Nachos toppings can include beans and beef as well as as tomatoes, onions, jalapenos, radishes, avocado and cilantro.

Another kind of sheet-pan supper is nachos, and that is today’s Kitchen Basics lesson.

Nachos may stretch the definition of sheet-pan supper a bit in that most of the cooking is done on the stove and the dish is simply finished in the oven.

But it does produce a complete meal of protein, starch and vegetables all loaded up on one sheet pan.

Actually, the only stovetop cooking required is that of the beef or chorizo. If you omitted the meat to make this vegetarian, you’d need only the oven.

The nachos really have only three requirements: crispy tortillas, cheese and some spicy heat.

For the tortillas, store-bought chips work just fine. But it is easy enough to make your own if you have some soft corn tortillas on hand.

Cut the tortillas — preferably thin ones — into wedges of six or eight. You can fry them a few at a time in a couple inches of oil. Much easier, though, is to bake them. Lightly grease a baking sheet and heat the oven to 350 degrees. Space the wedges apart in a single layer. If desired, grease or spray the tops, too. (Alternatively, you can brush the whole tortillas on both sides with oil before cutting.) Bake 12 to 15 minutes until crisp, flipping once about halfway through.

Whichever way you cook them, remember to salt them while they are still hot.

For cheese, I like sharp cheddar, because it has a more robust flavor than Monterey Jack, but either one works fine. Colby Jack is OK, too. Sprinkling cheese over the tortillas and then melting it in the oven is what most people do for nachos. But my family prefers a cheese sauce. It’s an extra step, and requires dirtying a pan on the stove, but every time I skip it my family always gives me a look.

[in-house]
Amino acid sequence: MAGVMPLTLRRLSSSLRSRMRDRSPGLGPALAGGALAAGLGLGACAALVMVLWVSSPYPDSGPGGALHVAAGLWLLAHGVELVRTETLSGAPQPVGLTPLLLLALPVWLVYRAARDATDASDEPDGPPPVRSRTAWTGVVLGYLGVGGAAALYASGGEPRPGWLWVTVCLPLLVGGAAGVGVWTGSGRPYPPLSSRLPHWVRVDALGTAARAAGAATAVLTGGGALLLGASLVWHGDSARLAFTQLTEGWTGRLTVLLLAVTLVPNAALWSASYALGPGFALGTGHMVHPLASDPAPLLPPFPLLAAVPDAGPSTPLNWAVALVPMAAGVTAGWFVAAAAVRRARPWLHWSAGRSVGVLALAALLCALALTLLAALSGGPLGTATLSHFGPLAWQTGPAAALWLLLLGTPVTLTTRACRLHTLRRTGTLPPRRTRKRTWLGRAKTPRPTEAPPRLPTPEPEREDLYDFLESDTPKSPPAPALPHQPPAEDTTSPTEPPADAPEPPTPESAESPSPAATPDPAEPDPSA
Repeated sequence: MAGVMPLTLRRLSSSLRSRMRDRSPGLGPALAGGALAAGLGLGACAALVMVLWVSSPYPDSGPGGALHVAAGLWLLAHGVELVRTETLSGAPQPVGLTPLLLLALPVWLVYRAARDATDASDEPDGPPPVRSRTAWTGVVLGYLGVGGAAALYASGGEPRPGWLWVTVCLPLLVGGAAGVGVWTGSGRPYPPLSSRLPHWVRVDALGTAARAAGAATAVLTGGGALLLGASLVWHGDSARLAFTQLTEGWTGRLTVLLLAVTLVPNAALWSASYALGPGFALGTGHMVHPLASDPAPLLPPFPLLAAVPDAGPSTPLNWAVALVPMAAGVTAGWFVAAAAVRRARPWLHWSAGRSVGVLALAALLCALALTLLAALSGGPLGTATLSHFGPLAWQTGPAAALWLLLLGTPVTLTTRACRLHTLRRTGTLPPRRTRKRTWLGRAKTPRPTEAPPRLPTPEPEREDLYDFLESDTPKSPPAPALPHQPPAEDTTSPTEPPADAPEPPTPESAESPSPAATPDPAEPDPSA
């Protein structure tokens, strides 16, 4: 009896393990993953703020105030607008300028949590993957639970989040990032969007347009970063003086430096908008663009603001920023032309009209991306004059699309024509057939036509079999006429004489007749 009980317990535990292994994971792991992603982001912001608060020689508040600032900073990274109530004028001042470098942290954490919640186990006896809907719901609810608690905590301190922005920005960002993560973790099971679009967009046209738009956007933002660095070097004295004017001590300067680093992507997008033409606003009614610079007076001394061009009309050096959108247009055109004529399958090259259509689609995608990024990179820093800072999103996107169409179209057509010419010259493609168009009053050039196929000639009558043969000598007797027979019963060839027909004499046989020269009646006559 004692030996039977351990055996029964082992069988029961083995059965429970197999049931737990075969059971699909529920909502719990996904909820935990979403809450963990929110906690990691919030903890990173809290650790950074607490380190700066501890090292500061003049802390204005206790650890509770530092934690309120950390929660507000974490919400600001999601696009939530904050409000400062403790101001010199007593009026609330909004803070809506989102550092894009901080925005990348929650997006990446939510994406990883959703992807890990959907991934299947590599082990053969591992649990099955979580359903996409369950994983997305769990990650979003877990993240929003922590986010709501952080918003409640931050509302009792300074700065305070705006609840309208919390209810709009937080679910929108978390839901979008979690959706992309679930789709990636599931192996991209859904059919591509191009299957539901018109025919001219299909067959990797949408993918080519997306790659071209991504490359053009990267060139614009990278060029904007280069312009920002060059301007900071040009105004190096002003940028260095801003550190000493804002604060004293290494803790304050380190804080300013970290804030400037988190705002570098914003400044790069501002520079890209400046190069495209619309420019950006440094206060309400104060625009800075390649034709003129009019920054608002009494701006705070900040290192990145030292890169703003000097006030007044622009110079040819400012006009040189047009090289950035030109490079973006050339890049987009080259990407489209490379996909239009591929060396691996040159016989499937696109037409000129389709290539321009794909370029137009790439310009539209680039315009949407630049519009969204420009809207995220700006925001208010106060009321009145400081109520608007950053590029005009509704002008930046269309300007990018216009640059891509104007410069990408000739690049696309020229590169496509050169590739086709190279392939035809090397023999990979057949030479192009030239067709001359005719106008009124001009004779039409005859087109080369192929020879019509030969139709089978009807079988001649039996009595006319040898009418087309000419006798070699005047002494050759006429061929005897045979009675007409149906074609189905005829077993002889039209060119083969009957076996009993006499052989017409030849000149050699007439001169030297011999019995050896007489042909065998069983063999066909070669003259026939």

You can add spice to nachos in several ways, and I tend do a little of all of them. I cook it into my filling, such as ground beef. I also scatter a few jalapeno slices over the nachos. Finally, I serve hot sauce or salsa at the table for a garnish.

Speaking of garnish, most of my nacho ingredients are what you call garnishes. In addition to jalapenos, salsa and hot sauce, there are tomatoes, black olives, onion, radishes, cilantro, sour cream and avocado. I don’t always use all of them, but probably 90 percent of them.

If you plan to make a meal of nachos, it helps to have a substantial filling. Ground beef and chorizo, cooked first, are popular. But, hey, if you have some leftover chili, that’s pretty good, too. Vegetarians may wish to go with black or other beans. I actually like beans and meat together on mine. Some roasted vegetables work well, too. Cauliflower is especially good. Try roasting the cauliflower or tossing the beans with some chili powder and cumin if you are not using any seasoned meat.

With vegetables, just watch the moisture content. You don’t want to load anything on the tortillas that will make them soggy. You can cook the vegetables first to remove some of the moisture. Or you can scatter a small quantity of moist vegetables over the tortillas for when it cooks. Or you simply can sprinkle the raw vegetables over the nachos after the dish comes out of the oven. The latter is often the best solution, as it ensures that the tortillas stay crisp, and it provides a nice contrast between wet and dry, soft and crunchy and cold and hot.

Recipe from Michael Hastings

Recipe from Michael Hastings

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